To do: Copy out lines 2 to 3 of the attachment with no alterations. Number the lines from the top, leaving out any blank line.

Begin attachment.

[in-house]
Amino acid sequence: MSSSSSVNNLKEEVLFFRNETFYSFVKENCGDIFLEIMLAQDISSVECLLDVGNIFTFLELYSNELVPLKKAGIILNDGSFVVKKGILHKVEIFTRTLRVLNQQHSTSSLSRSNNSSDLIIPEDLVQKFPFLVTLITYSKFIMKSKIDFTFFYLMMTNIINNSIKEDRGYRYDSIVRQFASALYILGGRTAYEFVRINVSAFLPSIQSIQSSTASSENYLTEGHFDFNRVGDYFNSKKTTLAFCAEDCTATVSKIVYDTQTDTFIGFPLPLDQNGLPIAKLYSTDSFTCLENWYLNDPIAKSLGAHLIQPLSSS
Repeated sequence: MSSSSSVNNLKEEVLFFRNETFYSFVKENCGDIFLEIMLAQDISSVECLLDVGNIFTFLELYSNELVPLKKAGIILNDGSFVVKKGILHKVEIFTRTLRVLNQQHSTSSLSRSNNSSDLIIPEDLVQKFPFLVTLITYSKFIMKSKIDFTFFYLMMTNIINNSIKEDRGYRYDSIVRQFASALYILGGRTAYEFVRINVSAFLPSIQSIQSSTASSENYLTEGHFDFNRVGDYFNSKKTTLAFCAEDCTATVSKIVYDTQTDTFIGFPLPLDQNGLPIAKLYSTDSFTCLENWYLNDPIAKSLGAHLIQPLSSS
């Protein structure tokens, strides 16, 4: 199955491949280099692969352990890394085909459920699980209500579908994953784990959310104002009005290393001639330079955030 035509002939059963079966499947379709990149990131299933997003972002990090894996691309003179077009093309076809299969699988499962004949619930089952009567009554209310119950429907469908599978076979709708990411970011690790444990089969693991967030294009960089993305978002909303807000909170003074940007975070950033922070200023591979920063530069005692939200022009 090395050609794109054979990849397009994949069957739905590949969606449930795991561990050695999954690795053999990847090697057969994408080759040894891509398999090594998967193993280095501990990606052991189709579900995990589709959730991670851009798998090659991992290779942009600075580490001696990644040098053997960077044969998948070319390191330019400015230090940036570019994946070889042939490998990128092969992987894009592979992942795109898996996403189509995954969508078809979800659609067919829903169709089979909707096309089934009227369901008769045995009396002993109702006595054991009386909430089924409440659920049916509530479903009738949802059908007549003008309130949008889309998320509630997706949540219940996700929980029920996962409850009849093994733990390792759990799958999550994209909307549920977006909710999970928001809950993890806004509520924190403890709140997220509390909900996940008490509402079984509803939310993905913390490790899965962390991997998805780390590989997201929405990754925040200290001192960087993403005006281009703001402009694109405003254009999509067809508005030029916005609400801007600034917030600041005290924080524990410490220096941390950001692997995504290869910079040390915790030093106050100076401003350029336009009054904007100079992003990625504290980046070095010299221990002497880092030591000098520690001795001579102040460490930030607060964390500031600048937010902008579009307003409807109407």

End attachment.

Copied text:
Amino acid sequence: MSSSSSVNNLKEEVLFFRNETFYSFVKENCGDIFLEIMLAQDISSVECLLDVGNIFTFLELYSNELVPLKKAGIILNDGSFVVKKGILHKVEIFTRTLRVLNQQHSTSSLSRSNNSSDLIIPEDLVQKFPFLVTLITYSKFIMKSKIDFTFFYLMMTNIINNSIKEDRGYRYDSIVRQFASALYILGGRTAYEFVRINVSAFLPSIQSIQSSTASSENYLTEGHFDFNRVGDYFNSKKTTLAFCAEDCTATVSKIVYDTQTDTFIGFPLPLDQNGLPIAKLYSTDSFTCLENWYLNDPIAKSLGAHLIQPLSSS
Repeated sequence: MSSSSSVNNLKEEVLFFRNETFYSFVKENCGDIFLEIMLAQDISSVECLLDVGNIFTFLELYSNELVPLKKAGIILNDGSFVVKKGILHKVEIFTRTLRVLNQQHSTSSLSRSNNSSDLIIPEDLVQKFPFLVTLITYSKFIMKSKIDFTFFYLMMTNIINNSIKEDRGYRYDSIVRQFASALYILGGRTAYEFVRINVSAFLPSIQSIQSSTASSENYLTEGHFDFNRVGDYFNSKKTTLAFCAEDCTATVSKIVYDTQTDTFIGFPLPLDQNGLPIAKLYSTDSFTCLENWYLNDPIAKSLGAHLIQPLSSS